75 readable and revealing historical novels

historical novels - all the light we cannot see - anthony doerr

Though I read a great deal of historical fiction, I gravitate toward certain topics, as you can see in the list below of the 75 historical novels I’ve, read, enjoyed, and reviewed over the past seven years. My favorite subjects are European history, including many historical spy novels; World War II; American history, especially political history; and Asian and African history.

You’ll also find that several authors show up multiple times: Geraldine Brooks, Thomas Fallon, Olen Steinhauer, Alan Furst, and Joseph Kanon—in the last three cases, because of especially insightful series they’ve written.

I’ve grouped the 75 novels below in the categories indicated above. Within each category, the books are listed in alphabetical order of the authors’ last names. (For a much longer list of historical novels categorized by country, click here.)

World War II

The human cost of World War II (Everyone Brave Is Forgiven, by Chris Cleave)

A deeply affecting novel of the Holocaust (The German Girl, by Armando Lucas Correa)

In an alternate history, the Nazis occupy England (SS-GB, by Len Deighton)

This novel richly deserves the Pulitzer Prize it won (All the Light We Cannot See, by Anthony Doerr)

An extraordinary World War II spy story grounded in historical fact (The Best of Our Spies, by Alex Gerlis)

A deeply affecting novel of the French Resistance (The Nightingale, by Kristin Hannah)

A brilliant novel explores life in Nazi Europe (The Glass Room, by Simon Mawer)

A well-written novel about British espionage in World War II (Tightrope, by Simon Mawer)

A brilliant novel of the Warsaw Ghetto (The Book of Aron, by Jim Shepherd)

US politics

Who wields the real power in Washington, DC? (Echo House, by Ward Just)

A terrific political history novel (Dewey Defeats Truman, by Thomas Mallon)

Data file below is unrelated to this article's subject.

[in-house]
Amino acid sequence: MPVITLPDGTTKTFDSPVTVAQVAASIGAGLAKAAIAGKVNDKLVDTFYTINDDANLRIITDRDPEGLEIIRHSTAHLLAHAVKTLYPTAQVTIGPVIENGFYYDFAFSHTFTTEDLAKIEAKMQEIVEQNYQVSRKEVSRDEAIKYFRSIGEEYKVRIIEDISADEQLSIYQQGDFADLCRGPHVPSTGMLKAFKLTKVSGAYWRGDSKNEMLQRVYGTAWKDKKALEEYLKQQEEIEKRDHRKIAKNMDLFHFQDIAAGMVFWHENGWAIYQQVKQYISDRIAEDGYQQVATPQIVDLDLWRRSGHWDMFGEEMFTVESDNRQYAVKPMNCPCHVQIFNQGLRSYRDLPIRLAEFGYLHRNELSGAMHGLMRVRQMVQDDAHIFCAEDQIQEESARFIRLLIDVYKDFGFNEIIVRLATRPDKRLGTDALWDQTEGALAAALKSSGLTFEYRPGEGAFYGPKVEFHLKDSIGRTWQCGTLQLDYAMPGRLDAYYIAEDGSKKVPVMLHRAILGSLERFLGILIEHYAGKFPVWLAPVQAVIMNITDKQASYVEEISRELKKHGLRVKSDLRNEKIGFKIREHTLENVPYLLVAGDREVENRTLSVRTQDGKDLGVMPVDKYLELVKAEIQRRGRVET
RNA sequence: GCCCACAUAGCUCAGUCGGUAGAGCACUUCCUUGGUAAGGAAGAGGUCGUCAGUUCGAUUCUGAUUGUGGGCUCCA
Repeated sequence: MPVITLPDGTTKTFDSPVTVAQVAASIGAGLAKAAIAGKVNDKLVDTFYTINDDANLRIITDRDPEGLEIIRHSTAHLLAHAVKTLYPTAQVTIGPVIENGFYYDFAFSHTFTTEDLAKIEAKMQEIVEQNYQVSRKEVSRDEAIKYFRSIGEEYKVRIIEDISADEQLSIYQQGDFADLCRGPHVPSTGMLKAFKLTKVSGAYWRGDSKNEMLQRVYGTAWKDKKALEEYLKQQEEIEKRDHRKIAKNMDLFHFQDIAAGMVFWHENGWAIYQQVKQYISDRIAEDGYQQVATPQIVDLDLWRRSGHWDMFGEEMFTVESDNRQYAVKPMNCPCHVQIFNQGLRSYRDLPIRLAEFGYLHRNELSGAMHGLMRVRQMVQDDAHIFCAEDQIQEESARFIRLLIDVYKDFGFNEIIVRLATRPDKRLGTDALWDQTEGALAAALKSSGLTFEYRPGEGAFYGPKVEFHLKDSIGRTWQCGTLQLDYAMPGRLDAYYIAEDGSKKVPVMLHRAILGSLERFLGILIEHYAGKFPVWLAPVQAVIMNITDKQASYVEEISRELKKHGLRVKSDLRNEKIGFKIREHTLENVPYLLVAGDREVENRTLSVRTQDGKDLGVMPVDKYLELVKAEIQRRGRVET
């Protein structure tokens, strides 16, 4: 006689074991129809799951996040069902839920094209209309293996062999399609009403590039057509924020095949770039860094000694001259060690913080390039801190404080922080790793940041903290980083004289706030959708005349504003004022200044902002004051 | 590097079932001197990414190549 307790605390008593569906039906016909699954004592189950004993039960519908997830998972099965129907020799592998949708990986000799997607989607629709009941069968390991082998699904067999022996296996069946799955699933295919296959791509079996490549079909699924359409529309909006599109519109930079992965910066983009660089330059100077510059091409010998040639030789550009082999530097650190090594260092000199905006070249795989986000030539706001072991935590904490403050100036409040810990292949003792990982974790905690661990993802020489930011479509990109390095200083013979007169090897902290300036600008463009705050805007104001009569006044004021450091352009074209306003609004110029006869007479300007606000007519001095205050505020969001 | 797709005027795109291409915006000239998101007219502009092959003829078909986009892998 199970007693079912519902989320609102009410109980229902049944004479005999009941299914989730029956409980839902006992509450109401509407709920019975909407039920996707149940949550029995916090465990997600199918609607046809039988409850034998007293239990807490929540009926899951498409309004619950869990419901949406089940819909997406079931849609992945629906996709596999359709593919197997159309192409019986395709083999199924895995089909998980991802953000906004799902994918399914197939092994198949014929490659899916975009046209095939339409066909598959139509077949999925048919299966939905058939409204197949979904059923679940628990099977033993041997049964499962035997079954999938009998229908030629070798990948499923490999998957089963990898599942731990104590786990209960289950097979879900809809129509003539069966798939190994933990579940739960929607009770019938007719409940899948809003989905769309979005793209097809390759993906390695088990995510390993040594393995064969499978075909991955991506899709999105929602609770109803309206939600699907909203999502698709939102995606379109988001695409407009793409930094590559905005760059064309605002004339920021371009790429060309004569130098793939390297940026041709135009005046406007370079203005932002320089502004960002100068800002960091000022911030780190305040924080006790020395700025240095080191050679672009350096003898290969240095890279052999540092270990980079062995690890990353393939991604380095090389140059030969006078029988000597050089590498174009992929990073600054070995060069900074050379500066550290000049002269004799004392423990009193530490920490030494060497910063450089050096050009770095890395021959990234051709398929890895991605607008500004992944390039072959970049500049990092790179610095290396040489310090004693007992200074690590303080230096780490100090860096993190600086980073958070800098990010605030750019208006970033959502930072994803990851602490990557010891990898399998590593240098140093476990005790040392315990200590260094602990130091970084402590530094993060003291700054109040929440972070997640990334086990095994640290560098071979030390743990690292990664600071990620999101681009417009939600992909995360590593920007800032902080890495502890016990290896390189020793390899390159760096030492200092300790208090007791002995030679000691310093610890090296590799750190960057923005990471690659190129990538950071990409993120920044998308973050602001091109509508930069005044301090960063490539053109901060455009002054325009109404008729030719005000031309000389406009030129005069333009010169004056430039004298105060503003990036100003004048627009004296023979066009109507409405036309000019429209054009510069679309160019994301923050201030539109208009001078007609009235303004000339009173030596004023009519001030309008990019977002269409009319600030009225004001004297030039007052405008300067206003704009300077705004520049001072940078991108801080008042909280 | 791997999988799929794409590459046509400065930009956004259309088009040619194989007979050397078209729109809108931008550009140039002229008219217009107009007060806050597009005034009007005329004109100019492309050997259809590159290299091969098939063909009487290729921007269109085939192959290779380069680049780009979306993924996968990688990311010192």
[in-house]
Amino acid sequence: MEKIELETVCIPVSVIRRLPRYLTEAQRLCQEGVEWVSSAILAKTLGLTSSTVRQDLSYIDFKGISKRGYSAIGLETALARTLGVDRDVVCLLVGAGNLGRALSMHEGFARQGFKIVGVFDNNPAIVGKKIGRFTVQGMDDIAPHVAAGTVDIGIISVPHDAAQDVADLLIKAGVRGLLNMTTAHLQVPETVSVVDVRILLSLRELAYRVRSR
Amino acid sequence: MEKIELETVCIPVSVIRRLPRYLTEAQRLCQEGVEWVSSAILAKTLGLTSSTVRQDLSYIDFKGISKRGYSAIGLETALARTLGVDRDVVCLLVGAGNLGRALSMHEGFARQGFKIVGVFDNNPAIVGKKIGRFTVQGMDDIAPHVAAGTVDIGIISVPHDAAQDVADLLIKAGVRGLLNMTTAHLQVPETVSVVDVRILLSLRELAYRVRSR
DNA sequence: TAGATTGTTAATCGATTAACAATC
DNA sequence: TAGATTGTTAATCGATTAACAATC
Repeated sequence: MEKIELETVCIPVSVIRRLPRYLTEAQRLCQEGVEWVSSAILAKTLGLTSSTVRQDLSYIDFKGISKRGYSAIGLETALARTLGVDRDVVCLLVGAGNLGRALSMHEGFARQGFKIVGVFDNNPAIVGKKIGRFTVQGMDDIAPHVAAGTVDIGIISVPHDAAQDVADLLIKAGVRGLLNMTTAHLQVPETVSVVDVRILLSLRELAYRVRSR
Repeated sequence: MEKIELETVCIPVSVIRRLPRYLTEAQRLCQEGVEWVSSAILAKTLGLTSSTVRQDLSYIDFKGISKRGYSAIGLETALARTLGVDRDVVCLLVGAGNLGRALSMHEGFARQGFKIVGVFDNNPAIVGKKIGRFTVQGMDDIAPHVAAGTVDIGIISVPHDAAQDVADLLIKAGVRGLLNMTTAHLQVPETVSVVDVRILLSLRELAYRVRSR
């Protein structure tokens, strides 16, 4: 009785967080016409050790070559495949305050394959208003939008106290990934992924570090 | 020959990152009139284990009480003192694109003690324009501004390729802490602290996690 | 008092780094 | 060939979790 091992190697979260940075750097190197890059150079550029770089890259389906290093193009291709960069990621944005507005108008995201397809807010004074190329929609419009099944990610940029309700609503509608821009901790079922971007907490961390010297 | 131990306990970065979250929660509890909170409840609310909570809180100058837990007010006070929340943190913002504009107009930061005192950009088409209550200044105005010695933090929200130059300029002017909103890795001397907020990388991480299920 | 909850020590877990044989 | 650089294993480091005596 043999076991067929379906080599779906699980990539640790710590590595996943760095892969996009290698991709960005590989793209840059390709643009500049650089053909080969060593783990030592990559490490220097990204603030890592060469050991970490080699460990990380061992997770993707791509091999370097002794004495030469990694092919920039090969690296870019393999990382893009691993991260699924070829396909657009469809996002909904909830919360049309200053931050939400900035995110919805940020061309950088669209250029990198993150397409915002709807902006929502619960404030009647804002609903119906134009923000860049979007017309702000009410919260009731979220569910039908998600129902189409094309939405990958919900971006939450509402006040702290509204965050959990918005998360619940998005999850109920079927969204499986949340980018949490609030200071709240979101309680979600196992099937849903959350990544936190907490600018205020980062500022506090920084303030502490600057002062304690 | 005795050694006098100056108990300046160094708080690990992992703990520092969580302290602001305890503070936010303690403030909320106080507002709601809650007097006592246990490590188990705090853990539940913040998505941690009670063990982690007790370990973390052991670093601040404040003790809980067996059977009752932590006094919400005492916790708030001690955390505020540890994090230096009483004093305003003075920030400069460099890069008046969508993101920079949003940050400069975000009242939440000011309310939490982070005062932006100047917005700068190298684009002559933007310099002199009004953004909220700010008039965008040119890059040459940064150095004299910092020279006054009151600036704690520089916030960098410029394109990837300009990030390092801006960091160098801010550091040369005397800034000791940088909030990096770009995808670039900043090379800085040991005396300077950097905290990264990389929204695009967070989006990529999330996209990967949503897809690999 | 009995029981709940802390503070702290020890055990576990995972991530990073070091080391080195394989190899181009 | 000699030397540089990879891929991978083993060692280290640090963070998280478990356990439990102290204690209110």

America’s third Red Scare (Fellow Travelers, by Thomas Mallon)

Ronald Reagan deconstructed in a new Thomas Mallon novel (Finale: A Novel of the Reagan Years, by Thomas Mallon)

Watergate through a novelist’s eyes (Watergate, by Thomas Mallon)

Was politics during the Great Depression really like this? (All the King’s Men, by Robert Penn Warren)

American history

Isabel Allende’s triumphant new novel spans the Western Hemisphere (Maya’s Notebook, by Isabel Allende)

James Bond, lies within lies, and coming of age in the 1960s (True Believers, by Kurt Andersen)

Revisiting black humor (not Black humor) (Sneaky People, by Thomas Berger)

In Colonial America, the first Native American goes to Harvard (Caleb’s Crossing, by Geraldine Brooks)

The untold tale of the absent father in “Little Women” (March, by Geraldine Brooks)

Hired killers, the California Gold Rush, and lots of surprises (The Sisters Brothers, by Patrick DeWitt)

Unforgettable characters in 19th century San Francisco (Frog Music, by Emma Donoghue)

A hilarious tale of Colonial America by two history professors (Blindspot, by Jane Kamensky and Jill Lepore)

Love, disease, and self-deception: the life of Typhoid Mary (Fever: A Novel of Typhoid Mary, by Mary Beth Keane)

Leon Trotsky, Diego Rivera, and the Red Scare (The Lacuna, by Barbara Kingsolver)

Suspenseful historical fiction that’s hard to put down (World Gone By, by Dennis Lehane)

A thoughtful, action-packed crime story (Live by Night – Coughlin #2, by Dennis Lehane)

American history, laughing all the way (The Good Lord Bird, by James McBride)

A clever detective novel set in Colonial America (The Constable’s Tale: A Novel of Colonial America, by Donald Smith)

She was the country’s first female deputy sheriff (Girl Waits With Gun, by Amy Stewart)

Sex, drugs, and revolution: Berkeley in the 70s (All Our Yesterdays, by Erik Tarloff)

 

European history

Geraldine Brooks’ outstanding novel about England and the Plague (Year of Wonders, by Geraldine Brooks)

The strange story of the Sarajevo Hagadah (People of the Book, by Geraldine Brooks)

A gripping historical thriller (The Devils of Cardona, by Matthew Carr)

A suspenseful tale of Holocaust survivors in post-war London (The List, by Martin Fletcher)